A survey of the Catholic communities in Asia shows a splendid variety by reason of their origin and historical development, and the diverse spiritual and liturgical traditions of the various Rites. Yet all are united in proclaiming the Good News of Jesus Christ, through Christian witness, works of charity and human solidarity. While some particular Churches carry out their mission in peace and freedom, others find themselves in situations of violence and conflict, or feel threatened by other groups, for religious or other reasons. In the vastly diversified cultural world of Asia, the Church faces multiple philosophical, theological and pastoral challenges. Her task is made more difficult by the fact of her being a minority, with the only exception the Philippines, where Catholics are in the majority.
Whatever the circumstances, the Church in Asia finds herself among peoples who display an intense yearning for God. The Church knows that this yearning can only be fully satisfied by Jesus Christ, the Good News of God for all the nations. The Synod Fathers were very keen that this Post-Synodal Apostolic Exhortation should focus attention on this yearning and encourage the Church in Asia to proclaim with vigour in word and deed that Jesus Christ is the Saviour.
The Spirit of God, always at work in the history of the Church in Asia, continues to guide her. The many positive elements found in the local Churches, frequently highlighted in the Synod, strengthen our expectation of a “new springtime of Christian life”. One solid cause of hope is the increasing number of better trained, enthusiastic and Spirit-filled lay people, who are more and more aware of their specific vocation within the ecclesial community. Among them the lay catechists deserve special recognition and praise. The apostolic and charismatic movements too are a gift of the Spirit, bringing new life and vigour to the formation of lay men and women, families and the young. Associations and ecclesial movements devoted to the promotion of human dignity and justice make accessible and tangible the universality of the evangelical message of our adoption as children of God (cf. Rom 8:15-16).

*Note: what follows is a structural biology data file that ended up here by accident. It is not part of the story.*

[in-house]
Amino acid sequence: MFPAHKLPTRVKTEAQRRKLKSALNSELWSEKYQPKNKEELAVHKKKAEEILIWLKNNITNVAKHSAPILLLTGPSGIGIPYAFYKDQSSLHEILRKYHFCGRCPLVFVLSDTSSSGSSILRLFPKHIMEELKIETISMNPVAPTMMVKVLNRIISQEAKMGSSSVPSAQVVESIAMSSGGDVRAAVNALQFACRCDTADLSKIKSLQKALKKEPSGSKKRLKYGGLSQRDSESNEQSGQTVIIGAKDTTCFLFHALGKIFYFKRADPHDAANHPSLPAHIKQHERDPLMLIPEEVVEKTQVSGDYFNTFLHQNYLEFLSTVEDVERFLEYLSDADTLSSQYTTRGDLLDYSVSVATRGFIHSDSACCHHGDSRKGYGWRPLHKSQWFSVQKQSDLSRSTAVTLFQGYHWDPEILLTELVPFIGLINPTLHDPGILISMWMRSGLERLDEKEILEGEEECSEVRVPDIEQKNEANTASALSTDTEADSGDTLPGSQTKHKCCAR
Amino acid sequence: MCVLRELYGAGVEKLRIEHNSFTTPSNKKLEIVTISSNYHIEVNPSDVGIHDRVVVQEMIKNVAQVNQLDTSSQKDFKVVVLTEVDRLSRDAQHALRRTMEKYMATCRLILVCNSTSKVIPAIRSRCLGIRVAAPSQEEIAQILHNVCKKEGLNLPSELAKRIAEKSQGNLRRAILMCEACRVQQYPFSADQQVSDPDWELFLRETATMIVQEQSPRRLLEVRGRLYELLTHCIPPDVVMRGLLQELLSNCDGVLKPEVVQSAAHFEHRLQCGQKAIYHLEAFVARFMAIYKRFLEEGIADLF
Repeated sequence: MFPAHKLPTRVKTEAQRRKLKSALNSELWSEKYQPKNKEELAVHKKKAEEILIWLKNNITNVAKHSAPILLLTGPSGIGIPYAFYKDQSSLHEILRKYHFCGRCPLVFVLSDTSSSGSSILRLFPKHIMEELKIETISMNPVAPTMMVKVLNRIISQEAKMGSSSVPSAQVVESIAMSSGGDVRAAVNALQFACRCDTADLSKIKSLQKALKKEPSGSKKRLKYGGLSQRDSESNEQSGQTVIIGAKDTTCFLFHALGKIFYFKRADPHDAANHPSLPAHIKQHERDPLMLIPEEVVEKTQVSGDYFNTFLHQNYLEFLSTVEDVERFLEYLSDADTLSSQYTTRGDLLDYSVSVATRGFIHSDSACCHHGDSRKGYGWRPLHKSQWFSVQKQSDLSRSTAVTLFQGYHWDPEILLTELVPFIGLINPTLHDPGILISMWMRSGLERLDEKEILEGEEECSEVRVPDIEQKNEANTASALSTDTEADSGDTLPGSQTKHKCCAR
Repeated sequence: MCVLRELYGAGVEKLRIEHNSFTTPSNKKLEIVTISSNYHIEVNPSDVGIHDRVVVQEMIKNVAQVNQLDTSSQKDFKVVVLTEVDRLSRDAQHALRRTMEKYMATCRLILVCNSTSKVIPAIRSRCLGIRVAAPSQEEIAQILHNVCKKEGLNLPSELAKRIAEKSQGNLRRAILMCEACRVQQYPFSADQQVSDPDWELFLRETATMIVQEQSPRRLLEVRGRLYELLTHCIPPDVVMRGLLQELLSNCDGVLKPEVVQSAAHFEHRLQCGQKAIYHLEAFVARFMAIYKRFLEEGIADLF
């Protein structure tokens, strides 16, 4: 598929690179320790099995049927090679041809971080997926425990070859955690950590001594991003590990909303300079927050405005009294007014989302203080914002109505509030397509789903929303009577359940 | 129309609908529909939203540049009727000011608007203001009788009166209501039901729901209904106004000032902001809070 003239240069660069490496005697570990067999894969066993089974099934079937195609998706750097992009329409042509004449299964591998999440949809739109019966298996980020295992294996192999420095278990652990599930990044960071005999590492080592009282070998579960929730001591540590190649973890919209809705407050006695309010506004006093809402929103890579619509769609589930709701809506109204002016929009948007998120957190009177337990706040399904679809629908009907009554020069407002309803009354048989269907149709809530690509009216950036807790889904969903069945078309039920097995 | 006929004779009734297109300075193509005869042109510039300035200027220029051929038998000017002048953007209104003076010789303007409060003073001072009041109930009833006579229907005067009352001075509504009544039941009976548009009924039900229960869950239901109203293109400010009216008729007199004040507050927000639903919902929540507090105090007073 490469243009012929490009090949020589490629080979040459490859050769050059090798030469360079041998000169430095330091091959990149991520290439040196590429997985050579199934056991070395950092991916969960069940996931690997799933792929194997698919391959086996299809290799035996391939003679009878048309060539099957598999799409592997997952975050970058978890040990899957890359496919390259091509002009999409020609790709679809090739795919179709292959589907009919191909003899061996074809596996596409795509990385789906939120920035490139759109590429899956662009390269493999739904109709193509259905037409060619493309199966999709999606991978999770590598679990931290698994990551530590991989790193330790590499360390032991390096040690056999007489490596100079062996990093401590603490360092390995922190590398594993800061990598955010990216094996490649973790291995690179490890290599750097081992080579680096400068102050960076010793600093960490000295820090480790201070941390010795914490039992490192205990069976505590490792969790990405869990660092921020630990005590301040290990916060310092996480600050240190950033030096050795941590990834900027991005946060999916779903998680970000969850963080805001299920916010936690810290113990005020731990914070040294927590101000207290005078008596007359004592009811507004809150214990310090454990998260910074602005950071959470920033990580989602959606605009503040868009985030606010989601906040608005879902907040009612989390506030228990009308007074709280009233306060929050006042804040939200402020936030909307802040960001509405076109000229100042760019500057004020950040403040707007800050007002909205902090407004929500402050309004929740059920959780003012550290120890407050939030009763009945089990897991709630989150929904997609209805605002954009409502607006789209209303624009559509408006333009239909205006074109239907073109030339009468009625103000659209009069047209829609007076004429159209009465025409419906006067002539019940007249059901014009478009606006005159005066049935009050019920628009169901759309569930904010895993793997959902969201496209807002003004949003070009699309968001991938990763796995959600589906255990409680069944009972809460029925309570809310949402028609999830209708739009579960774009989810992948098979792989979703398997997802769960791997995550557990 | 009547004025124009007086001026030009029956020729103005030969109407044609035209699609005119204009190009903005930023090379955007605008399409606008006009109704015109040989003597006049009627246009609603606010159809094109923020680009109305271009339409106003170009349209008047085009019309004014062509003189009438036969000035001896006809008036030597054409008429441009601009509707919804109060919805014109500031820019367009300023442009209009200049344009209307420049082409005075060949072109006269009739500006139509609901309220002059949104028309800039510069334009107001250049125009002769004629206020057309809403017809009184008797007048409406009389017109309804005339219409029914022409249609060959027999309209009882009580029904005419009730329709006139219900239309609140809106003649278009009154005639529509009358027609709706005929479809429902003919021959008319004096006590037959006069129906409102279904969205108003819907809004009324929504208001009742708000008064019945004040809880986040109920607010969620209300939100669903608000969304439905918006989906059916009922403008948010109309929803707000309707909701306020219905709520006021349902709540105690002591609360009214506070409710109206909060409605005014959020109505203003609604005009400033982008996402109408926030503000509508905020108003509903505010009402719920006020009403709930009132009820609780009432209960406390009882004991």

At the same time, there are Churches in very difficult circumstances, “experiencing intense trials in the practice of their faith”.The Synod Fathers were moved by reports of the heroic witness, unshaken perseverance and steady growth of the Catholic Church in China, by the efforts of the Church in South Korea to offer assistance to the people of North Korea, the humble steadfastness of the Catholic community in Vietnam, the isolation of Christians in such places as Laos and Myanmar, the difficult co-existence with the majority in some predominantly Islamic states. The Synod paid special attention to the situation of the Church in the Holy Land and in the Holy City of Jerusalem, “the heart of Christianity”, a city dear to all the children of Abraham. The Synod Fathers expressed the belief that the peace of the region, and even the world, depends in large measure on the peace and reconciliation which have eluded Jerusalem for so long.
I cannot bring to an end this brief survey of the situation of the Church in Asia, though far from complete, without mentioning the Saints and Martyrs of Asia, both those who have been recognized and those known only to God, whose example is a source of “spiritual richness and a great means of evangelization”. They speak silently but most powerfully of the importance of holiness of life and readiness to offer one’s life for the Gospel. They are the teachers and the protectors, the glory of the Church in Asia in her work of evangelization. With the whole Church I pray to the Lord to send many more committed labourers to reap the harvest of souls which I see as ready and plentiful (cf. Mt 9:37-38). At this moment, I call to mind what I wrote in Redemptoris Missio: “God is opening before the Church the horizons of a humanity more fully prepared for the sowing of the Gospel”. This vision of a new and promising horizon I see being fulfilled in Asia, where Jesus was born and where Christianity began. — from Ecclesia in Asia (1999)